I’m very excited to again this week join a talented group of women who connect each Friday in an online, unedited flash mob free write based on a one-word prompt from our fearless leader Kate Motaung. My timer is set for 5 minutes; let’s see where the word “inspire” takes me.
1.fill (someone) with the urge or ability to do or feel something, especially to do something creative.“his passion for romantic literature inspired him to begin writing”
synonyms: stimulate, motivate, encourage, influence, rouse, move, stir, energize, galvanize, incite; More
2.breathe in (air); inhale.
It’s interesting, the variety of things and people that serve as an inspiration. Pieces of art, music, the world around us, poetry, problems or challenges . . . the list is almost endless.
It can be argued that most people know what inspires them. In fact, many people acknowledge that they have “go to” things or activities they rely on when they need a creative spark.
Words . . . those already recorded on the pages of books and my own, written in journals . . . have always inspired me.
As a child, books created in me a desire to travel, to become a teacher, and to do a variety of things forgotten with time. More recently, recorded words have inspired me to attend conferences, long to journey Route 66 in a vintage red convertible, and endeavor to write a book. They have driven me to embark on a more healthy eating plan and to exercise 6 days a week, to visit Alaska, to search for hours for an affordable class B+ or class C camper in which I can travel throughout the United States.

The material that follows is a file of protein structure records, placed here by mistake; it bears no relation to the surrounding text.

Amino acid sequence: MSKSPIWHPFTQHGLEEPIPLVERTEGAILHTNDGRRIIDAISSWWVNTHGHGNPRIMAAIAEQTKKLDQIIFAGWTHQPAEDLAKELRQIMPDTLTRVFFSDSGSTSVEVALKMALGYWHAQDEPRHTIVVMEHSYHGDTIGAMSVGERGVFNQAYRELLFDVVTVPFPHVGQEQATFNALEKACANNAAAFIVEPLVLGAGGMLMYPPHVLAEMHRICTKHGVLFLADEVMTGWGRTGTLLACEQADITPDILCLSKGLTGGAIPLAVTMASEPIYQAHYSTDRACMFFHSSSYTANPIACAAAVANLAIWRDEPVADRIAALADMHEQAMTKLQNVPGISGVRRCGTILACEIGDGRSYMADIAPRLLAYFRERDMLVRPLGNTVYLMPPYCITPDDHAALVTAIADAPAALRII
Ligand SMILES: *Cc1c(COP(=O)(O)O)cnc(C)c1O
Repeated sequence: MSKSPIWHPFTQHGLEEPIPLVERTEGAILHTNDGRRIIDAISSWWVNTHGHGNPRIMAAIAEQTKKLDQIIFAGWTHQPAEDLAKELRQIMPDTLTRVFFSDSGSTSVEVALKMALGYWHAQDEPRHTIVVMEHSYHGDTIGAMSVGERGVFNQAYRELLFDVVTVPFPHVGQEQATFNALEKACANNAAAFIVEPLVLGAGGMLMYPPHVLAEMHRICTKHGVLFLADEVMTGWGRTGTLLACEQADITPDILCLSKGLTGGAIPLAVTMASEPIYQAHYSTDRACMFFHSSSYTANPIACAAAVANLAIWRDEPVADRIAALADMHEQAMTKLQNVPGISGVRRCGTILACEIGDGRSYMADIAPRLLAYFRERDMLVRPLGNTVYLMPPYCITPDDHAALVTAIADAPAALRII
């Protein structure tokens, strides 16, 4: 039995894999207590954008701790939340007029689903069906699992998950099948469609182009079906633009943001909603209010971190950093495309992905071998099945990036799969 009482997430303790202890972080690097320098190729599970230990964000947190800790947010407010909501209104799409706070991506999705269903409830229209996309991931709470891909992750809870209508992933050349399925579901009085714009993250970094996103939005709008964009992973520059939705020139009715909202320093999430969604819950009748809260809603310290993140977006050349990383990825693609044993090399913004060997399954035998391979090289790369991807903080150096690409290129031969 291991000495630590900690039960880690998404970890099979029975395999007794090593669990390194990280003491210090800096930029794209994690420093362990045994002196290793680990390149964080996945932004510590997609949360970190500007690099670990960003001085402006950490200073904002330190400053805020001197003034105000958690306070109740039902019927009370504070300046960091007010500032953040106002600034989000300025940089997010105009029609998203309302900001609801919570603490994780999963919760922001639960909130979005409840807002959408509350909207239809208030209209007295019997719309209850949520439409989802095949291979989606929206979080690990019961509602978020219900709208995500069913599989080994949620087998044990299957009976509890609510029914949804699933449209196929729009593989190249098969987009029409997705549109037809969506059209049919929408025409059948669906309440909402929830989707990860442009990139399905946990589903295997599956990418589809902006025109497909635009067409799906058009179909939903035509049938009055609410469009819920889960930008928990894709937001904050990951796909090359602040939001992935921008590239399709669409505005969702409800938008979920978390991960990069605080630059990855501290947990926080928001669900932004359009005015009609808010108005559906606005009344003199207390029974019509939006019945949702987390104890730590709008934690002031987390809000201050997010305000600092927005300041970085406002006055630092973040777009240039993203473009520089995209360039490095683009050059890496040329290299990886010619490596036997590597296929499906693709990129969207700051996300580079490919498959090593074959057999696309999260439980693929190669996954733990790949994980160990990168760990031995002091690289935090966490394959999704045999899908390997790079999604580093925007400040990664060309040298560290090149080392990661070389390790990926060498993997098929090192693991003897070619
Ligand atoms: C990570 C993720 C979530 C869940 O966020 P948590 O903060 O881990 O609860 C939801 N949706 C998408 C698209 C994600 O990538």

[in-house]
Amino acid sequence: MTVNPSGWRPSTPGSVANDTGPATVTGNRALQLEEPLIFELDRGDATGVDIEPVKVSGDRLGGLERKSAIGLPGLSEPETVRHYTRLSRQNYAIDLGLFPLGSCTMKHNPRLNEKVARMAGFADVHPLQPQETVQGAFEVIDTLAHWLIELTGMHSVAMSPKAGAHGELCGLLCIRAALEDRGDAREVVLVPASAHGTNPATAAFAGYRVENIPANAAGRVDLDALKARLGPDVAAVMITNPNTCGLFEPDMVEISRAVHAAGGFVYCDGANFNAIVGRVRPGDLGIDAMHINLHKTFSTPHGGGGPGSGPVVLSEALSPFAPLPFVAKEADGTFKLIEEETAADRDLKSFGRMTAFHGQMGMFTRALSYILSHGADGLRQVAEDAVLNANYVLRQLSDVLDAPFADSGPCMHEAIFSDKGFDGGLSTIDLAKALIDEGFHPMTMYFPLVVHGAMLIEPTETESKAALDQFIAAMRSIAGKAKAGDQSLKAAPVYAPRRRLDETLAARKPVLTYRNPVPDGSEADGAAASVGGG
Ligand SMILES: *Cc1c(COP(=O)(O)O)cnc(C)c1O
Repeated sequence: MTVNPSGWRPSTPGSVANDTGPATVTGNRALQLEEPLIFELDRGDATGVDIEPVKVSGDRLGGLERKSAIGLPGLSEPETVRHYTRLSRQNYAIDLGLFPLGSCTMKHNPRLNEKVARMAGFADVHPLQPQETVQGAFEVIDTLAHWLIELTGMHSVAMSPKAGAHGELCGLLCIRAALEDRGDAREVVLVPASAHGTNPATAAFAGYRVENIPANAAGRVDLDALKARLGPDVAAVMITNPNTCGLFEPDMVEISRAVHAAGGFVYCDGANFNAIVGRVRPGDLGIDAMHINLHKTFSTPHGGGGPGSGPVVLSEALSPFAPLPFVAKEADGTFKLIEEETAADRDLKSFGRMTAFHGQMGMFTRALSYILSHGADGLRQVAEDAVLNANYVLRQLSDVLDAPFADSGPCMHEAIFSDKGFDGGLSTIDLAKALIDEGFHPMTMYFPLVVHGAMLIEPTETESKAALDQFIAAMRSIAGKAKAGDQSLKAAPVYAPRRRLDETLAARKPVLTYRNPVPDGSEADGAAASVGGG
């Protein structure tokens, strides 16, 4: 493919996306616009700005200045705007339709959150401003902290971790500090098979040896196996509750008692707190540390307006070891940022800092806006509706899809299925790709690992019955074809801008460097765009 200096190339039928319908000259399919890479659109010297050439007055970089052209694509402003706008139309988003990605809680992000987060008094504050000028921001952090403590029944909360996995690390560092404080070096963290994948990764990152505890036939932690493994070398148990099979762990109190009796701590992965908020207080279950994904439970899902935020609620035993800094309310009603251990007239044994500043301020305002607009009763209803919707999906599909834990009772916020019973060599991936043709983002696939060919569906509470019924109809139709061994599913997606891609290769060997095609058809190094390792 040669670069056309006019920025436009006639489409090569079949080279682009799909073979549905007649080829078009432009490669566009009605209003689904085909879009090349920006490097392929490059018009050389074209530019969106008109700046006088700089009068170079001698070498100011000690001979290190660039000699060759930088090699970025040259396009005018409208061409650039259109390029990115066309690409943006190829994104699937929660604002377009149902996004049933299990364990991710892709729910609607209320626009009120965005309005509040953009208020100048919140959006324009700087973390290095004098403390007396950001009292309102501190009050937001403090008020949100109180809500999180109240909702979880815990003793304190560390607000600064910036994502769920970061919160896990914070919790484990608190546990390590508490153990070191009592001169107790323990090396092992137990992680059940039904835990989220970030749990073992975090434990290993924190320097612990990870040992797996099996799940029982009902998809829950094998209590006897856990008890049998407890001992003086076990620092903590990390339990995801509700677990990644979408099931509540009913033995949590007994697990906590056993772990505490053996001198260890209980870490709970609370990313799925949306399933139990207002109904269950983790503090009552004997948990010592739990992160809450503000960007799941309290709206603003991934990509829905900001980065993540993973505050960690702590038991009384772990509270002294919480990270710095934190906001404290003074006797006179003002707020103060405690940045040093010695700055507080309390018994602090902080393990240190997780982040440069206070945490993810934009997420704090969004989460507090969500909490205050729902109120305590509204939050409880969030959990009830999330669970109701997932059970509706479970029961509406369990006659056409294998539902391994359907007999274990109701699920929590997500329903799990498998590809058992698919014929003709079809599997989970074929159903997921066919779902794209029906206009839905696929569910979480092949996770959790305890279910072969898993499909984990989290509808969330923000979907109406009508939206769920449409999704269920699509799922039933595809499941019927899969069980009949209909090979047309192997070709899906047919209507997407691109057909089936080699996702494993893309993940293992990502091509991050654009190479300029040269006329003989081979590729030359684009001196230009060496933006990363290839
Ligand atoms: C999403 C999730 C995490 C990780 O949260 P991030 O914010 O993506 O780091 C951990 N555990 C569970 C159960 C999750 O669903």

I’ve found in the past few years another, new-to-me sources of inspiration. Although I’m a minimalist and have never had any issues with weight, televisions shows like Hoarders and My 600-pound Life motivate me. Those brief, 30-minute or so glimpses into a person’s struggle to battle their own eating habits or their compulsion to collect stuff sparks in me a desire to accomplish something. Oh, not to exercise or lose weight or even to clean out a closet. But to do something with my life.
More morbidly, perhaps, is the motivation to accomplish something I receive from the obituaries in my local newspaper. My eye flies down the on-line page, honing in on the age of the recently-departed. If they are much older, my body relaxes with the subtle reassurance that a long life is often a reality. And I’m inspired to do something with those years ahead of me. When I see a number near my own age or even, tragically, lower — even much lower, I’m gripped with an urgency to do something now.
Inspiration . . .